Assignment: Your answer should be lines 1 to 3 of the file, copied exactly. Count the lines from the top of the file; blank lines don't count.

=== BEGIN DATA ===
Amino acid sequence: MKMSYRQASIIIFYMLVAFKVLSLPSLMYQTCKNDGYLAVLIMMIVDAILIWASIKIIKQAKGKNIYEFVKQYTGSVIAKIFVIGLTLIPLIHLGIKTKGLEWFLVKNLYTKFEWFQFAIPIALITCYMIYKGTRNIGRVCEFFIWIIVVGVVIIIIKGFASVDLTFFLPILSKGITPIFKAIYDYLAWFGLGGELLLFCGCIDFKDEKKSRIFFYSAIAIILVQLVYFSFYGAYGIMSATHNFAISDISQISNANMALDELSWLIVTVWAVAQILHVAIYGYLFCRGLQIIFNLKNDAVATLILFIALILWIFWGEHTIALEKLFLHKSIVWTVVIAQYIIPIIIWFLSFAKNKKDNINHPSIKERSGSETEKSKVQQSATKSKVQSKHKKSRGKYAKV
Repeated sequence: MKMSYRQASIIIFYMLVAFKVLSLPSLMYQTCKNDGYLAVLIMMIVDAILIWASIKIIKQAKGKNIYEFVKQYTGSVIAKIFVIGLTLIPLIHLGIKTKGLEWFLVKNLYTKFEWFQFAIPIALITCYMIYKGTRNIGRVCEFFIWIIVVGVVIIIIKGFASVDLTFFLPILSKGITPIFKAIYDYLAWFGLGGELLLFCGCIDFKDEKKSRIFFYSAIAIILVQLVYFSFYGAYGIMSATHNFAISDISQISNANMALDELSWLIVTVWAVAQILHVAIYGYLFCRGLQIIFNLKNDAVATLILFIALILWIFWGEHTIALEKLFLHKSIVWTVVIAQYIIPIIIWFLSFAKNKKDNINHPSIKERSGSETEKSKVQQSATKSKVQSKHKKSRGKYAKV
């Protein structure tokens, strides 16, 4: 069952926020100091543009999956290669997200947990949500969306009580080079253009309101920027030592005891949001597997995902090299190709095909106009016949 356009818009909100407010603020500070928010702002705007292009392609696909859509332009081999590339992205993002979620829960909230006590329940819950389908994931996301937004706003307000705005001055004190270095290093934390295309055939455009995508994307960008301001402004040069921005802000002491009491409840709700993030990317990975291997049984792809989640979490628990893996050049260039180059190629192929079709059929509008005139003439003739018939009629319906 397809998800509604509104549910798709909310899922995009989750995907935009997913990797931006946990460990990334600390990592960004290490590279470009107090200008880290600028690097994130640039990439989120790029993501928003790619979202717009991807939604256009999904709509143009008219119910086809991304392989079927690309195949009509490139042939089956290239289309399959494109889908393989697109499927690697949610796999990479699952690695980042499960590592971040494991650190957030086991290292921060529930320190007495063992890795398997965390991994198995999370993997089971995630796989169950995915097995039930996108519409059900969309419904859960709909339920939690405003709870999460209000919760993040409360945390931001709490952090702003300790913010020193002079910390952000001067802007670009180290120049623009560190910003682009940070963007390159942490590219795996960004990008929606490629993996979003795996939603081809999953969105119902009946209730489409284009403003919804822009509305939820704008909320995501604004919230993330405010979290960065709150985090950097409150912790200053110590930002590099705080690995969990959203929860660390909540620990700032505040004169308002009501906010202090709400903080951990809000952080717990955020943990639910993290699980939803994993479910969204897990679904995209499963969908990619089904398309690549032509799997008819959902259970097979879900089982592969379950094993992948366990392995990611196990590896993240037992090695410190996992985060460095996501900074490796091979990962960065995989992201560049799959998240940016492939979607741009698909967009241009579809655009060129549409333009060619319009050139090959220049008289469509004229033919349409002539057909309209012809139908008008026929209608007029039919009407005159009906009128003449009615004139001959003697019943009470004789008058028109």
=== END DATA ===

Amino acid sequence: MKMSYRQASIIIFYMLVAFKVLSLPSLMYQTCKNDGYLAVLIMMIVDAILIWASIKIIKQAKGKNIYEFVKQYTGSVIAKIFVIGLTLIPLIHLGIKTKGLEWFLVKNLYTKFEWFQFAIPIALITCYMIYKGTRNIGRVCEFFIWIIVVGVVIIIIKGFASVDLTFFLPILSKGITPIFKAIYDYLAWFGLGGELLLFCGCIDFKDEKKSRIFFYSAIAIILVQLVYFSFYGAYGIMSATHNFAISDISQISNANMALDELSWLIVTVWAVAQILHVAIYGYLFCRGLQIIFNLKNDAVATLILFIALILWIFWGEHTIALEKLFLHKSIVWTVVIAQYIIPIIIWFLSFAKNKKDNINHPSIKERSGSETEKSKVQQSATKSKVQSKHKKSRGKYAKV
Repeated sequence: MKMSYRQASIIIFYMLVAFKVLSLPSLMYQTCKNDGYLAVLIMMIVDAILIWASIKIIKQAKGKNIYEFVKQYTGSVIAKIFVIGLTLIPLIHLGIKTKGLEWFLVKNLYTKFEWFQFAIPIALITCYMIYKGTRNIGRVCEFFIWIIVVGVVIIIIKGFASVDLTFFLPILSKGITPIFKAIYDYLAWFGLGGELLLFCGCIDFKDEKKSRIFFYSAIAIILVQLVYFSFYGAYGIMSATHNFAISDISQISNANMALDELSWLIVTVWAVAQILHVAIYGYLFCRGLQIIFNLKNDAVATLILFIALILWIFWGEHTIALEKLFLHKSIVWTVVIAQYIIPIIIWFLSFAKNKKDNINHPSIKERSGSETEKSKVQQSATKSKVQSKHKKSRGKYAKV
């Protein structure tokens, strides 16, 4: 069952926020100091543009999956290669997200947990949500969306009580080079253009309101920027030592005891949001597997995902090299190709095909106009016949 356009818009909100407010603020500070928010702002705007292009392609696909859509332009081999590339992205993002979620829960909230006590329940819950389908994931996301937004706003307000705005001055004190270095290093934390295309055939455009995508994307960008301001402004040069921005802000002491009491409840709700993030990317990975291997049984792809989640979490628990893996050049260039180059190629192929079709059929509008005139003439003739018939009629319906 397809998800509604509104549910798709909310899922995009989750995907935009997913990797931006946990460990990334600390990592960004290490590279470009107090200008880290600028690097994130640039990439989120790029993501928003790619979202717009991807939604256009999904709509143009008219119910086809991304392989079927690309195949009509490139042939089956290239289309399959494109889908393989697109499927690697949610796999990479699952690695980042499960590592971040494991650190957030086991290292921060529930320190007495063992890795398997965390991994198995999370993997089971995630796989169950995915097995039930996108519409059900969309419904859960709909339920939690405003709870999460209000919760993040409360945390931001709490952090702003300790913010020193002079910390952000001067802007670009180290120049623009560190910003682009940070963007390159942490590219795996960004990008929606490629993996979003795996939603081809999953969105119902009946209730489409284009403003919804822009509305939820704008909320995501604004919230993330405010979290960065709150985090950097409150912790200053110590930002590099705080690995969990959203929860660390909540620990700032505040004169308002009501906010202090709400903080951990809000952080717990955020943990639910993290699980939803994993479910969204897990679904995209499963969908990619089904398309690549032509799997008819959902259970097979879900089982592969379950094993992948366990392995990611196990590896993240037992090695410190996992985060460095996501900074490796091979990962960065995989992201560049799959998240940016492939979607741009698909967009241009579809655009060129549409333009060619319009050139090959220049008289469509004229033919349409002539057909309209012809139908008008026929209608007029039919009407005159009906009128003449009615004139001959003697019943009470004789008058028109």